Defense Seeking Conditional Discharge For Priest

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Former Tecumseh priest Robert Couture leaves court after jury finds him guilty of theft over $5000, December 10, 2015. (Photo by Maureen Revait)

The Superior Court heard sentencing submissions in the case of Father Robert Couture today.

In December a jury found Couture guilty of theft over $5,000 after reviewing evidence that he stole between $170,000 to $234,000 from Ste. Anne’s parish in Tecumseh.

Crown attorney Tom Meehan is seeking a 15-month custodial sentence, plus two years probation because of the amount stolen and the breach of trust involved in the crime. Meehan is also seeking Couture pay $178,624 to the insurance company that paid the church for its losses.

Defense Patrick Ducharme would like to see a conditional discharge that would leave Couture with no criminal record. Ducharme says this would be a fair sentence as Couture maintains his innocence and the amount of money lost cannot be exactly determined.

The judge will issue his sentence on October 3, 2016 at 2pm.

1 Response to Defense Seeking Conditional Discharge For Priest

  1. Sylvia says:

    Yes, I am sure Father Couture’s lawyer and hence Father Couture would like a conditional sentence and therefore no criminal record. What criminal wouldn’t? Do the crime without the time. BUT, what surprises me is that Mr. Ducharme presumably claims that that would be fair because, according to the article, Couture ‘maintains his innocence and the amount of money lost cannot be exactly determined.’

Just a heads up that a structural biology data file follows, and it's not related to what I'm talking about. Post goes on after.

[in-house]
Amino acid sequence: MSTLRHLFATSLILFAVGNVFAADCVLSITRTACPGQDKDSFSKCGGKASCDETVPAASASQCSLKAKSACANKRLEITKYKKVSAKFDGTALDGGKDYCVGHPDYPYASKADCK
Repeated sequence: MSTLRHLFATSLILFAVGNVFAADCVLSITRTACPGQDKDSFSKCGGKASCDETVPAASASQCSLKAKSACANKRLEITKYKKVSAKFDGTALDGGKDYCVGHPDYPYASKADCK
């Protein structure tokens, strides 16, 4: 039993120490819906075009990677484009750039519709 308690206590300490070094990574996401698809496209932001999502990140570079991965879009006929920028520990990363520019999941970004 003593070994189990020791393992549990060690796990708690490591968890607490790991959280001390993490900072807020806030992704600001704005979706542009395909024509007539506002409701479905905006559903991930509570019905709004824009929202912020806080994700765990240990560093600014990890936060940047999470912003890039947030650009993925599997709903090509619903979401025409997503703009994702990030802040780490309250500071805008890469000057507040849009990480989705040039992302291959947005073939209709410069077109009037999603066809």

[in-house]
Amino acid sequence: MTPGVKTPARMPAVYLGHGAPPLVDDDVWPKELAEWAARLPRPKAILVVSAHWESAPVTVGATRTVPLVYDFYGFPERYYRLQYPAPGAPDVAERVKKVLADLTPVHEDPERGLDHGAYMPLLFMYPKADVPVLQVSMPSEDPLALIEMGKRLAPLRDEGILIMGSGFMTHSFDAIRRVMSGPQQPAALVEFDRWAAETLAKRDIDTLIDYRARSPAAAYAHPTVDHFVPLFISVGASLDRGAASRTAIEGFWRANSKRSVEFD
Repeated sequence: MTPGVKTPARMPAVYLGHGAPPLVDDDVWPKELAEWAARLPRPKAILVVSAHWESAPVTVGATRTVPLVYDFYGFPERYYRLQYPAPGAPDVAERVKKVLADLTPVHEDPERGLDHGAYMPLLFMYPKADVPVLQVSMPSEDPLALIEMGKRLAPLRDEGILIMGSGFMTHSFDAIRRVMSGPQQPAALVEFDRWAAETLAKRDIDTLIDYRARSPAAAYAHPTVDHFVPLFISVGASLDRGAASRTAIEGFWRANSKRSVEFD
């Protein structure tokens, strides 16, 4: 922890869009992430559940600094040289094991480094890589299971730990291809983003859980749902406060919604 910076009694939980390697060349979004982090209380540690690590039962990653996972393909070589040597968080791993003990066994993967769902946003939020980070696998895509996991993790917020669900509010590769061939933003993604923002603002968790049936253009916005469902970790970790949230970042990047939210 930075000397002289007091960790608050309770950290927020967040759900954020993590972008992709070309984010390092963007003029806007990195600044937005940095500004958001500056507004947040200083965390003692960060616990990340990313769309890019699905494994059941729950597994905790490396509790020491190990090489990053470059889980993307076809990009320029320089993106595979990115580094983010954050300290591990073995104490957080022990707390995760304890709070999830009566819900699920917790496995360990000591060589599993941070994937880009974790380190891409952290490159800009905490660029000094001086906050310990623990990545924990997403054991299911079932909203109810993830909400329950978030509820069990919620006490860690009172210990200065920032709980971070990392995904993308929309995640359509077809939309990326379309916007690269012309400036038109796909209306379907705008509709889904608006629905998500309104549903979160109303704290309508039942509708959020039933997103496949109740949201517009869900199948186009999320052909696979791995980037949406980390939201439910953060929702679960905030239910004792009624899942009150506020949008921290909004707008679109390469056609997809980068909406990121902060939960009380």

Father Couture opted to go with a trial by jury. The jury did not believe he is innocent. He was convicted.

    And what in the name of all that’s good and holy has the amount of money ‘lost’ (read stolen) got to do with whether or not he spends time behind bars for his crimes?

    Ridiculous. Truly ridiculous.

    This is a man in his mid 40s – and a priest no less – who already has a hefty $350,000 tucked away for retirement, and who flatly refused to provide an income tax return to prove his income; That information, he told the Crown, is “private.”

    What more can I say? I pray that justice is done.

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